Three years ago, I had The Velvet Underground And Nico in my lap. The album, along with the rest of The Velvet Underground's discography, was sitting in my iTunes library. I don't remember the specifics of what I listened to on that banana album but something told me it was more important than I was giving it credit for, given my limited taste in music at the time. So what did I do? I removed it, letting The Velvet Underground's storied discography wither away in my unused music folder. And you know what? That was probably the best decision I ever made. Despite featuring a silly, nonsensical cover and an unassuming 11 songs at 48 minutes, there was already something magical about the album I hadn't yet been ready to discover. Well, having gone through a trove of artists since then, my time had come. And like almost everyone who puts on The Velvet Underground And Nico for the first time, it was not a listen soon to be forgotten. I've spent upwards of two years now trying to find artists before my time (i.e. 1992, when I was born) that I admire. David Bowie, Brian Eno, Funkadelic, Talking Heads, all of them mean something invaluable to me having had gone through their discographies. And yet, within a handful of listens, I came to the defiant conclusion that this album, this banana album, was better than any collection of work those aforementioned artists created in their lifetimes. It's just that good.

When it comes to all-time classic albums, I tend to struggle with properly reviewing them. Reviewing a good, a bad, an average album is easy enough as the material laid before you is, more often than not, fairly self-explanatory. But in cases like TVU&N, following that same formula not only proves difficult, it feels insulting. So I concede that this review won't be of top-tier quality, as putting into words just how phenomenal it is is rather challenging. In the 48 minutes, there is only one moment I feel is bad. That would be 'I'll Be Your Mirror's' final hook, which has two chorus building blocks, a square and a circle, and tries to fit them together. It doesn't work. But that's it. Nothing else on here is anything less than great, and for someone who criticizes every aspect of musicianship as much as myself, believe me, that's a lofty statement to make. As would be expected, the less than stellar cuts are those in which 1967 feels applicable to the time in which they were created. The aforementioned 'Mirror,' led by Nico, 'Run Run Run,' and 'There She Goes Again' all feel fairly rooted in the late 60's which still had trailing hints of the early decade's Baroque Pop and Pop Rock. However, even these tracks have infallible moments contained within, like 'There Shoe Goes Again's' wonderful climax that finds Lou Reed and production ramping up uniformly to a fading close.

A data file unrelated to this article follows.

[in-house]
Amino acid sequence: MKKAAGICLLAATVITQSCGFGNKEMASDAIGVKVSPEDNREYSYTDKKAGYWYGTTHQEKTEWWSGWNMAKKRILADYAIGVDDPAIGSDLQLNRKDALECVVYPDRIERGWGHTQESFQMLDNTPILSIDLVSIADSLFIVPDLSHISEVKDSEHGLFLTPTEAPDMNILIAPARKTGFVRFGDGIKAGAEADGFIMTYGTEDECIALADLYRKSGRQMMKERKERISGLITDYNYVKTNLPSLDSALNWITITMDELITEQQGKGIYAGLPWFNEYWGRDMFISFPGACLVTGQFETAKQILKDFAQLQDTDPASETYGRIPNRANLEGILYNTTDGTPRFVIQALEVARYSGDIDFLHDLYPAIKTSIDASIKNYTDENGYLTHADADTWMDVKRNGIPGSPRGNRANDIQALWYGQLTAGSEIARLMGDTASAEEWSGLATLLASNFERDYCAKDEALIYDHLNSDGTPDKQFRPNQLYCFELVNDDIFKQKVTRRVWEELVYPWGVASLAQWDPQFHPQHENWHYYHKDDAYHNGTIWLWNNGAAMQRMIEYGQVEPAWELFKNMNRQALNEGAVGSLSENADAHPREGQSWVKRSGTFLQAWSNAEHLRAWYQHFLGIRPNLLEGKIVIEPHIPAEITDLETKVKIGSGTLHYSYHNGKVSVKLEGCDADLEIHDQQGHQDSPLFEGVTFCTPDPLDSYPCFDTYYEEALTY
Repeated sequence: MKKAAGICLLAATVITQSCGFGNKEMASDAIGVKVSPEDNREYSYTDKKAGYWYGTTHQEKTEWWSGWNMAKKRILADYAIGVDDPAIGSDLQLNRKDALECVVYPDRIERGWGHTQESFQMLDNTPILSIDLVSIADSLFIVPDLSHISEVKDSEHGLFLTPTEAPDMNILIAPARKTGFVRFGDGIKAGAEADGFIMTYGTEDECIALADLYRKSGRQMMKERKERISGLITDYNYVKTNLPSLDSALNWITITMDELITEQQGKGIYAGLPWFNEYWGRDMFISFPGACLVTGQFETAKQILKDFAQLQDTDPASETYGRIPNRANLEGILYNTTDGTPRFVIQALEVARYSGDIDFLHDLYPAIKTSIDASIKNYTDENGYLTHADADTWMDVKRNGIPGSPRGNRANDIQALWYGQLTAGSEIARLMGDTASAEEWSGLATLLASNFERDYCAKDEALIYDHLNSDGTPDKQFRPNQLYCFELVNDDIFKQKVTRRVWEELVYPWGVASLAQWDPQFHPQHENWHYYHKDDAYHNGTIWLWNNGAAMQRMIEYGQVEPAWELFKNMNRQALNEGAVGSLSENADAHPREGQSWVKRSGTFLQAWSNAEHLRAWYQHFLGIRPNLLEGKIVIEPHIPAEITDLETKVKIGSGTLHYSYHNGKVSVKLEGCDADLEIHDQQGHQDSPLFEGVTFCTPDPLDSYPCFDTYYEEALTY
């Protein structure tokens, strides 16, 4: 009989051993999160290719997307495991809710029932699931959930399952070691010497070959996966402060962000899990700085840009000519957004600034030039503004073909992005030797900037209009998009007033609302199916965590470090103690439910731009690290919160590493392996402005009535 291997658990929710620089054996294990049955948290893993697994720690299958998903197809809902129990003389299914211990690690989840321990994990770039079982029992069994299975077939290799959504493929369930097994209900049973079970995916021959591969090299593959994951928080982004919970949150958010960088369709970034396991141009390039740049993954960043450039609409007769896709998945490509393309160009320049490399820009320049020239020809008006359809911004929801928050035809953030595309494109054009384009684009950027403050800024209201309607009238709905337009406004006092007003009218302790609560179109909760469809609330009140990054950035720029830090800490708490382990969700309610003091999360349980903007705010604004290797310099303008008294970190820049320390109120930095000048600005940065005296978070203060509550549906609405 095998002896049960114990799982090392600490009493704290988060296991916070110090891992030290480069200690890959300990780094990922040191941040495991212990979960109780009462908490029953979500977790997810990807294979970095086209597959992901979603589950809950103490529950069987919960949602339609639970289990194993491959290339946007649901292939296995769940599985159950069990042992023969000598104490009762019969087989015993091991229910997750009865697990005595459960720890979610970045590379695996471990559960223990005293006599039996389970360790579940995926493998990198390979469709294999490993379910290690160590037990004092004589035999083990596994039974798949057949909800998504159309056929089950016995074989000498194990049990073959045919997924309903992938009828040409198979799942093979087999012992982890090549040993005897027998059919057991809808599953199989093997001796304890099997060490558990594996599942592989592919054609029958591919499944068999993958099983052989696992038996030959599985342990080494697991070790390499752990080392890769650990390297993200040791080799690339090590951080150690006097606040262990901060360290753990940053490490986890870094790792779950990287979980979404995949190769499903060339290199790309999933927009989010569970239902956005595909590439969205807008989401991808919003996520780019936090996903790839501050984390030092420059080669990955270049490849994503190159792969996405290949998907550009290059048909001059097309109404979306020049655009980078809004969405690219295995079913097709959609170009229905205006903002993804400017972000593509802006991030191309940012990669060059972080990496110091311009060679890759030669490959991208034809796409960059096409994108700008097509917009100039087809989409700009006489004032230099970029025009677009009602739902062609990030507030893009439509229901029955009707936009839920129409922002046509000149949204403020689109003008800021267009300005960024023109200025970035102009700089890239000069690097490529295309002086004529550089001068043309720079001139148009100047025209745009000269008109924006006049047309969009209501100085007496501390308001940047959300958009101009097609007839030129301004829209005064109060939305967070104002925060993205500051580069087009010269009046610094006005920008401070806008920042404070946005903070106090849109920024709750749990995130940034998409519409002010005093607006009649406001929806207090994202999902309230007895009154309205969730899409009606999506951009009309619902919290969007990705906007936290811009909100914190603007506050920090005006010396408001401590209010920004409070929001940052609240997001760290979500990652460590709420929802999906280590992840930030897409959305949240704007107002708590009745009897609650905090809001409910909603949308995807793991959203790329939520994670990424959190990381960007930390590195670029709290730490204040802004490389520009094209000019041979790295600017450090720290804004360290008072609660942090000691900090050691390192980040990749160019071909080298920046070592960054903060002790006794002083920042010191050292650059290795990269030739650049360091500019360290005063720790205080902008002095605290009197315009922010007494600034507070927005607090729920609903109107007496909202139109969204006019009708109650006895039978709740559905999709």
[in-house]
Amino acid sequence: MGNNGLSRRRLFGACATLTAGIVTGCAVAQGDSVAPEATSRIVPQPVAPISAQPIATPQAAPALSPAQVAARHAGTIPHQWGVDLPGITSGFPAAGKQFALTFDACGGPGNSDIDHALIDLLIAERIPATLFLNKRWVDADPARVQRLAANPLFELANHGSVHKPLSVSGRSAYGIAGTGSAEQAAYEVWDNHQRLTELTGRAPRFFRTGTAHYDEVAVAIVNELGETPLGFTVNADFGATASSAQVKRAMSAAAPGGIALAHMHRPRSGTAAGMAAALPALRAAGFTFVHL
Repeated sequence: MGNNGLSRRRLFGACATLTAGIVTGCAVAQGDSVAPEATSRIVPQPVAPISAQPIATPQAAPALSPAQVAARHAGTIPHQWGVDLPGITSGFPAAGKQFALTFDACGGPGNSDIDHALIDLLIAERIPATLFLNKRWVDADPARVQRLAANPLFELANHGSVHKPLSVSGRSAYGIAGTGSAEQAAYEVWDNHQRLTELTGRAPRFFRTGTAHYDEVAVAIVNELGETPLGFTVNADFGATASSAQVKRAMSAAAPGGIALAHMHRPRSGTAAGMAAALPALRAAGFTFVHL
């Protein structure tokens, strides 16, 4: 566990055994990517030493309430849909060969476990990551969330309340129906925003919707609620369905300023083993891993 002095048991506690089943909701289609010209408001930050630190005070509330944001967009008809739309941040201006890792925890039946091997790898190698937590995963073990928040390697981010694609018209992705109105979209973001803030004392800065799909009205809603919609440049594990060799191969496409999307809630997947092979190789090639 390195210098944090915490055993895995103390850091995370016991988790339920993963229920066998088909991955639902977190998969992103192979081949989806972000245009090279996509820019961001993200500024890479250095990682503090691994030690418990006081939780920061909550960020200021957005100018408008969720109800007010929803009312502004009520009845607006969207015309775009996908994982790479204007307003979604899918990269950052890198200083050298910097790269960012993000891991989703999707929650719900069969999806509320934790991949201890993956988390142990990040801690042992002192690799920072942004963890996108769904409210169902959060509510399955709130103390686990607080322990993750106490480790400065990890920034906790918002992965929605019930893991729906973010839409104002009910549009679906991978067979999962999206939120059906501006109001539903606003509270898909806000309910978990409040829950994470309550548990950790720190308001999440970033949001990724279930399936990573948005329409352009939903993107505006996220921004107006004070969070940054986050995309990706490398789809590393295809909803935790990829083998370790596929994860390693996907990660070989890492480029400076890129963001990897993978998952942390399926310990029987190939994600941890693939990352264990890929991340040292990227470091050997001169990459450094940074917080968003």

With those three out of the way, the remaining eight tracks run the gamut of how influential this album would become. Not only are they infinitely varied, they're all nearly flawless in every respect. Really, considering how many sub-genres not yet formed can be found here, your favorite will likely just be the track you relate to the most. While an argument can be made that 'Heroin's' the definite pinnacle, it certainly doesn't imply that it's everyone's favorite, what with it's uncomfortable lyrics and unusual structure and all. However, not surprising given my eccentric tastes, 'Heroin' is indeed my favorite. I'll never forget my first listen, mouth agape, jaw continuously dropping as I sat in my car waiting for the tension to dissipate enough so I could turn it off and go inside to escape the winter. I won't bother describing the sensations cause it'll never do justice to facing it yourself. Along with Bowie's 'Heroes,' the closest experience I've had with songwriting perfection.

Obsessing over 'Heroin' wouldn't do the rest of TVU&N justice though, because on damn near any other album, including those by The Velvet Underground themselves, half a dozen other songs present here would be considered crowning jewels elsewhere. I adore 'Sunday Morning,' rock out to 'I'm Waiting For The Man,' marvel at 'Femme Fatale,' gush over 'Venus In Furs,' lose my mind to 'Black Angel's Death Song,' and worship 'All Tomorrow's Parties.' At the end of every single play-through of The Velvet Underground's debut I sit back, mind incapable of explaining thought processes, and just obsess over the sheer prowess of artistic splendor on display. "How is 'Sunday Morning' on the same album as fucking 'Heroin,'" I say to myself after every completed listen, so flabbergasted that I overlooked how the pleasant as a baby's bottom intro is the starting point to 'European Son's' grotesque ending point. How? How. Howwwww are all these songs on the same album made by the same five individuals? In all honestly, its been years since an album's made this kind of impression on me. Fifty years have passed since TVU&N's release, and the myriad of artists taking influence from it hasn't degraded the impact whatsoever. A strange feeling to know I've experienced what could possibly be the most culturally-significant album ever made, and I'm loving every second.